Frequently Asked Questions
Most frequent questions and answers
Did you know that even if a mother has filed a Complaint with the Department of Health against her midwife, That Complaint might not show up on your State's website?
Tip: Do a Google search of your midwife’s name or the name of the birthing center followed by the words “Emergency Restriction Order” or “Emergency Suspension Order” or “Disciplined” and see what comes up.
Did you know that your midwife may not have "admitting privileges" at a local hospital?
Tip: Always double check with the hospital your midwife is claiming to have privileges at to verify whether those privileges exist.
Did you know that while a hospital might only be "5 minutes away" in the event of an emergency during your child's birth, a "5 minute" drive can easily take upwards of 45 minutes when you take into account such things as calling for an ambulance and waiting for them to arrive, loading up the mother into the ambulance or other vehicle, driving to the hospital, unloading the mother at the hospital, and ensuring that the doctors have the correct information about the mother in order to perform life saving measures?
Tip: Be active in your assessments of an emergency situation before giving birth. Seconds become crucial in the event of an emergency, and can be the difference between life and death. Not thinking about it will not make the possibility go away, it will just leave you unprepared.
Did you know that not all midwives have insurance, and that, while most doctors are required to carry $1 million/$3 million of insurance (and those who have less are usually covered by their hospital's insurance), midwives who do carry insurance may only have a $100k/$300k policy?
Tip: You have a right to know the amount of liability insurance any provider who has the life of your child in their hands is carrying, so do not be hesitant to ask, and verify, by seeing proof of the policy.
Did you know that there are certain births that many studies evidence should never be attempted in an out-of-hospital setting because of the increased risk of death to both mother and child, including V-BACS, breeched births, and births of multiples?
Tip: Don’t just take the word of well-meaning friends who may have had great birthing experiences with their midwife, or your midwife’s word that “your body was made for this and knows what to do”. Birth for every woman is different and can turn into an emergent situation in a literal heartbeat, leaving families devastated and wishing they knew what they know now. Read the award-winning “Failure To Deliver” article to gain more knowledge and insight on this topic. www.gatehousenews.com/failuretodeliver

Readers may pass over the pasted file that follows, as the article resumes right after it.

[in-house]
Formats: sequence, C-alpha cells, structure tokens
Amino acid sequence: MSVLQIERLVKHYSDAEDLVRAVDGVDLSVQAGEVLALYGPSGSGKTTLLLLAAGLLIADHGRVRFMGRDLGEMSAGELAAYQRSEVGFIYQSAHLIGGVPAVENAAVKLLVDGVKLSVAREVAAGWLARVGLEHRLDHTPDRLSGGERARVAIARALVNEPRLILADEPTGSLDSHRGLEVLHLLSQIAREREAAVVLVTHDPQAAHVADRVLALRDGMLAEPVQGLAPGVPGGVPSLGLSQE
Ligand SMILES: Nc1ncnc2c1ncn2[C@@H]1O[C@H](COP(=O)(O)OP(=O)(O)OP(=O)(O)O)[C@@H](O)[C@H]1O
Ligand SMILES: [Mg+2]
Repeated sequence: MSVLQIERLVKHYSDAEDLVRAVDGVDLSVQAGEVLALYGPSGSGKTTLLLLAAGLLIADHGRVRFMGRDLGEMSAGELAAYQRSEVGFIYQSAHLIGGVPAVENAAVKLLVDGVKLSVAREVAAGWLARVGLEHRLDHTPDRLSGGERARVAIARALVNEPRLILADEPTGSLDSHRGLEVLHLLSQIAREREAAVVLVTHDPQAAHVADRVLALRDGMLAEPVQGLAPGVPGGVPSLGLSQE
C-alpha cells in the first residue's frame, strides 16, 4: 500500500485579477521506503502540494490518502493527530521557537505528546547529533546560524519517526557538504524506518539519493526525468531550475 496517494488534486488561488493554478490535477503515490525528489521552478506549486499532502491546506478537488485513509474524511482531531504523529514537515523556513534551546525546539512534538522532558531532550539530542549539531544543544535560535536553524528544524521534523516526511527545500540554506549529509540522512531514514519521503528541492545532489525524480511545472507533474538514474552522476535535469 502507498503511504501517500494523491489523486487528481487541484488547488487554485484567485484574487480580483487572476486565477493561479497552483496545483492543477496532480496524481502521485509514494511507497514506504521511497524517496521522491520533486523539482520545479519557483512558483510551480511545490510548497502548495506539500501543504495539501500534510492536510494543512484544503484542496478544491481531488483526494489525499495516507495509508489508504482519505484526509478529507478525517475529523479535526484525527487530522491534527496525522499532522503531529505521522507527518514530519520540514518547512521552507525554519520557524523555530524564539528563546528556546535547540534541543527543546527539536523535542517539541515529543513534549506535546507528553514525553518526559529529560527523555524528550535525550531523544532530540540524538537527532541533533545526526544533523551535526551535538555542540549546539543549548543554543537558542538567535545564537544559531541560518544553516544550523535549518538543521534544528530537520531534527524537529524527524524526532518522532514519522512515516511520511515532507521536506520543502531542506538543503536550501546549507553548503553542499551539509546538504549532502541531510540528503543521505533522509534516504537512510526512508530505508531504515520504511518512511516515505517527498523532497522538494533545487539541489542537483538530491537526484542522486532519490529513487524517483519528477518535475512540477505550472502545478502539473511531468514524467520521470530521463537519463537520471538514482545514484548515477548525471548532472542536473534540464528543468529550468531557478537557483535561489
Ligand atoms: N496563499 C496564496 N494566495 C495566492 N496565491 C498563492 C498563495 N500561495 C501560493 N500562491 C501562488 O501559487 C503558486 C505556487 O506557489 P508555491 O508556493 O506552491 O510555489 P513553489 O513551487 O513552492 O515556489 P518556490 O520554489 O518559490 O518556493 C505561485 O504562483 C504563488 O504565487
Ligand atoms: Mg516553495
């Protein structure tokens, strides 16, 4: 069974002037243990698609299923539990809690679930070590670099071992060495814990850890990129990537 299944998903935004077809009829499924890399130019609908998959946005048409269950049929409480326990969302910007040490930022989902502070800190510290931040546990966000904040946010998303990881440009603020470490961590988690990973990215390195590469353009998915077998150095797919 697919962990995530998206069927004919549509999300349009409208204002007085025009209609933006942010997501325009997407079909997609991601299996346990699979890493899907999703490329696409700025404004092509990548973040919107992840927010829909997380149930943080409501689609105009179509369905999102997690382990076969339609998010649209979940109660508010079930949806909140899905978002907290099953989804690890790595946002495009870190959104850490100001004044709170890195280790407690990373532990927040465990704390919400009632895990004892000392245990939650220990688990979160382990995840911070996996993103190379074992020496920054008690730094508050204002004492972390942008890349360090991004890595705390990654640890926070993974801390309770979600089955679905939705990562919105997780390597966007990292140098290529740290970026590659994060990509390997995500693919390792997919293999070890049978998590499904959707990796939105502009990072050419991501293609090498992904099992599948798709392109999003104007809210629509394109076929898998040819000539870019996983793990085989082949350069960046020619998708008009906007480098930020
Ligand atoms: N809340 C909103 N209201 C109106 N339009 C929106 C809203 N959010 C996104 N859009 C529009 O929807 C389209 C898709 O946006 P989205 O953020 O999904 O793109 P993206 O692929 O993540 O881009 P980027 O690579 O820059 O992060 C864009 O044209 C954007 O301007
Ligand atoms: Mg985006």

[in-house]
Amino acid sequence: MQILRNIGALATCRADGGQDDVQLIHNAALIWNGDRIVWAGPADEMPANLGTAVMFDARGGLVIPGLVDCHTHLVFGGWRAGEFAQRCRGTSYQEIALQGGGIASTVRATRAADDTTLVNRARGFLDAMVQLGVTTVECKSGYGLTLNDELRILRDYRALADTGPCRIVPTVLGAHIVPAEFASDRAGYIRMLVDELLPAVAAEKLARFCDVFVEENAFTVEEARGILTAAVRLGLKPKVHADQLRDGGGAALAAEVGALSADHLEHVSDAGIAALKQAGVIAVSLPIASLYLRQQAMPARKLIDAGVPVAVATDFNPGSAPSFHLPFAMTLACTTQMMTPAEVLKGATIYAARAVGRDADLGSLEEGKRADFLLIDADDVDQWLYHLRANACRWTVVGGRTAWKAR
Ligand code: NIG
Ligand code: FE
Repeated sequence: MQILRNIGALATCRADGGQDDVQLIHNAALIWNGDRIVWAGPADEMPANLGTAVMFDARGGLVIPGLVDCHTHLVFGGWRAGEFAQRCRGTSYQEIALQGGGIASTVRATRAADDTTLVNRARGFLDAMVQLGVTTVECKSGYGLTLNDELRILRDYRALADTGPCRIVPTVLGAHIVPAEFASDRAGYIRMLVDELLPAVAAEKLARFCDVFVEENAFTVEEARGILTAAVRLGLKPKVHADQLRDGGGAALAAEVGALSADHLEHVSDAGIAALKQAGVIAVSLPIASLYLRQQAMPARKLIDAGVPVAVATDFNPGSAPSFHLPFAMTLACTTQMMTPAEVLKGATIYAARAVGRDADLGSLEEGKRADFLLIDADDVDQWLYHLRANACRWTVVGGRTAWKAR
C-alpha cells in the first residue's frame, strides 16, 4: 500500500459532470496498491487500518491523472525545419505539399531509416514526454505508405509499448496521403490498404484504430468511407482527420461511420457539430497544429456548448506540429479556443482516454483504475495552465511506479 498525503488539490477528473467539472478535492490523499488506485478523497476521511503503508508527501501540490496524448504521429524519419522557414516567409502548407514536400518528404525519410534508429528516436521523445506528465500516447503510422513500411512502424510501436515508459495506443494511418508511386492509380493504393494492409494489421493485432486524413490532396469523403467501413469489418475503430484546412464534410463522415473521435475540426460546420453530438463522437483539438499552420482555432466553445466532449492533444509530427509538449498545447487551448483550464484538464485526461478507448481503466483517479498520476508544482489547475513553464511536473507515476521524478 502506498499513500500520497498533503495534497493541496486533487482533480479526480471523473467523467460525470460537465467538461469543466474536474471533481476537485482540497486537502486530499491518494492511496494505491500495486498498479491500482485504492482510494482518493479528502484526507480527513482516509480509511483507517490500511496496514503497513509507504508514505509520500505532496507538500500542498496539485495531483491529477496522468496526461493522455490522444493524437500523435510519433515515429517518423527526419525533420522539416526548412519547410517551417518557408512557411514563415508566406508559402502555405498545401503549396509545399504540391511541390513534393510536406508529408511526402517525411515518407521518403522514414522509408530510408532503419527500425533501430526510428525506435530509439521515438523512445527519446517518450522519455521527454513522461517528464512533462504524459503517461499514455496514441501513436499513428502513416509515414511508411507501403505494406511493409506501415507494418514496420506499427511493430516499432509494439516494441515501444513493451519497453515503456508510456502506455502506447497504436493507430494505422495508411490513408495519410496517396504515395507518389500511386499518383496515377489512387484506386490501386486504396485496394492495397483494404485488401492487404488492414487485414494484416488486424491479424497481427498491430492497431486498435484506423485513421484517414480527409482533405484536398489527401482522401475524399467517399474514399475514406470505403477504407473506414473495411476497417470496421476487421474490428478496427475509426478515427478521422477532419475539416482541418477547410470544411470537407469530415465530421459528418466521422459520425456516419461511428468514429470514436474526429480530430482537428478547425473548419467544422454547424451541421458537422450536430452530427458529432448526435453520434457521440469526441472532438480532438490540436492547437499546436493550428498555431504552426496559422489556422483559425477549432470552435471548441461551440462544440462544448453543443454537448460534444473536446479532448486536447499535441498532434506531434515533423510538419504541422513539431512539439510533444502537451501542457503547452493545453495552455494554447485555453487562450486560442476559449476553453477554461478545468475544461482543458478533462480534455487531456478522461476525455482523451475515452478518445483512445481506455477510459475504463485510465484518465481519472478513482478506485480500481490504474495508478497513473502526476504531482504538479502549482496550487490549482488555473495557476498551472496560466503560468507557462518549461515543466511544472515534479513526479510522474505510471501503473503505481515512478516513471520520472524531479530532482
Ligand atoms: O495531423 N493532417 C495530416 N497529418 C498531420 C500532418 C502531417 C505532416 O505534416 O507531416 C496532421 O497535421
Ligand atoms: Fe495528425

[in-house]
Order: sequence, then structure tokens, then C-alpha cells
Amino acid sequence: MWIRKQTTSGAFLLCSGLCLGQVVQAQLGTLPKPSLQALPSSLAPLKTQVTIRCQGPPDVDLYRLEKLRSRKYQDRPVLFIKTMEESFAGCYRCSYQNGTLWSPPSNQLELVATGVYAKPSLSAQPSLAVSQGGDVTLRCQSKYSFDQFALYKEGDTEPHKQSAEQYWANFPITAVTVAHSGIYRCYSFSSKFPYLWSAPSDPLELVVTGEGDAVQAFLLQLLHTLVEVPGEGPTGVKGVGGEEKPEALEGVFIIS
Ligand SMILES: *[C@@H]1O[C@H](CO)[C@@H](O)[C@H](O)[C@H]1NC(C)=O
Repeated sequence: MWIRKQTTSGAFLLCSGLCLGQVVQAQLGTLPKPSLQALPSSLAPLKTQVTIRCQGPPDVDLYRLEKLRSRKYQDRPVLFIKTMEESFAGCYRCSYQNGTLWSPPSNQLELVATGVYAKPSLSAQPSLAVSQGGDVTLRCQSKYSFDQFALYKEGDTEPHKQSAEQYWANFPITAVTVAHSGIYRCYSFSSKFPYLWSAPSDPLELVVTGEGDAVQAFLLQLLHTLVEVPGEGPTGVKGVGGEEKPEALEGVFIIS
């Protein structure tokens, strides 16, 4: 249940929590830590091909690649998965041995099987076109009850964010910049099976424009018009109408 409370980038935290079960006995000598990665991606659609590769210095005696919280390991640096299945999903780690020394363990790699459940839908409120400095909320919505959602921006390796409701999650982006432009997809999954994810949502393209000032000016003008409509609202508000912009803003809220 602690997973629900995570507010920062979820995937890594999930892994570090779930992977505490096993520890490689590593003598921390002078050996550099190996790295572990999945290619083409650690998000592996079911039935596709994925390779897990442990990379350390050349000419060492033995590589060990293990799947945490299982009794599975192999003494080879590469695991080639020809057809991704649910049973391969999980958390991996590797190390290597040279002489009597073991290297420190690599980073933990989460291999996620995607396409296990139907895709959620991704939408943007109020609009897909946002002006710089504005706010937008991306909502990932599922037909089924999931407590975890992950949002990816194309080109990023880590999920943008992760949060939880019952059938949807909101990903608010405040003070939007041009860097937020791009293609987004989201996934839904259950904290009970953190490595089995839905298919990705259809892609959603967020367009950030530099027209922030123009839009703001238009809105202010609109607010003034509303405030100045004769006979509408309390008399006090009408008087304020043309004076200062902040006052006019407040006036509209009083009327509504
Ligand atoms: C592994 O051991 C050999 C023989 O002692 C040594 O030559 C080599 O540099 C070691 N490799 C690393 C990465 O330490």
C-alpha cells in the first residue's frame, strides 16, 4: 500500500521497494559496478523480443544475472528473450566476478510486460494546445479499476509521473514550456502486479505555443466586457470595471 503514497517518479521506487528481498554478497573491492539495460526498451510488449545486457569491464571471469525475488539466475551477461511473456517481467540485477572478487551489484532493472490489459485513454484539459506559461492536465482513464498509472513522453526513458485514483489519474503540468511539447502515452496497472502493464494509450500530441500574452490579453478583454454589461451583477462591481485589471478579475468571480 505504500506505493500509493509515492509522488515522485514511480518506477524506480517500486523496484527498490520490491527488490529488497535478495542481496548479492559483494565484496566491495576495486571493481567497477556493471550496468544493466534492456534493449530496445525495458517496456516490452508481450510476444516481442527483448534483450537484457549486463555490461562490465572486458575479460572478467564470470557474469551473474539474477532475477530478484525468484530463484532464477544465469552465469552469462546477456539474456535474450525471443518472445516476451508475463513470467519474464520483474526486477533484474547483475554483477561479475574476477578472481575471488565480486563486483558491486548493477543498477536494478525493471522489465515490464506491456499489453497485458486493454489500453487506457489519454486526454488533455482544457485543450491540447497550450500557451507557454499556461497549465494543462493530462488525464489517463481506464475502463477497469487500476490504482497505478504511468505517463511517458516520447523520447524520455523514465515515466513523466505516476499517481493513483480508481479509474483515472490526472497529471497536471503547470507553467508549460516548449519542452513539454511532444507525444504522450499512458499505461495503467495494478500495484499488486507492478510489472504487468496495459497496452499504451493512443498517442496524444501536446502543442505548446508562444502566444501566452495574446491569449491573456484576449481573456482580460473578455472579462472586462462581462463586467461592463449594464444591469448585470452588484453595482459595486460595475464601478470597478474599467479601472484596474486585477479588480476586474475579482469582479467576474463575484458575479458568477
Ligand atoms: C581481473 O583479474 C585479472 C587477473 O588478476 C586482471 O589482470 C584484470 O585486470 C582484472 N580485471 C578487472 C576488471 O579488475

Did you know that in many states, if a midwife attempts to deliver a child out-of-the-hospital, then calls for an emergency transfer to the hospital and that child subsequently dies, that child's death is counted against the hospital and not against the midwife or her birthing center?
Tip: Remember that hospitals take all types of mothers, including high-risk mothers who may be diabetic, addicted to drugs, or have any number of other high-risk factors. An out-of-hospital midwife, on the other hand, usually only takes those mothers that are low-risk. Coupled with the lack of records that adequately track the intended place of birth after an infant is transferred to the hospital from a birthing center or home birth and dies, these facts play a significant role in the comparative in and out-of-hospital death rates.
Did you know that other countries have different training and requirements of their midwives?
Tip: When reading studies or statistics, pay attention to whether the sources come from other countries, and keep in mind that the health system and midwifery requirements as set up in the U.S. may be vastly different than those set in other countries.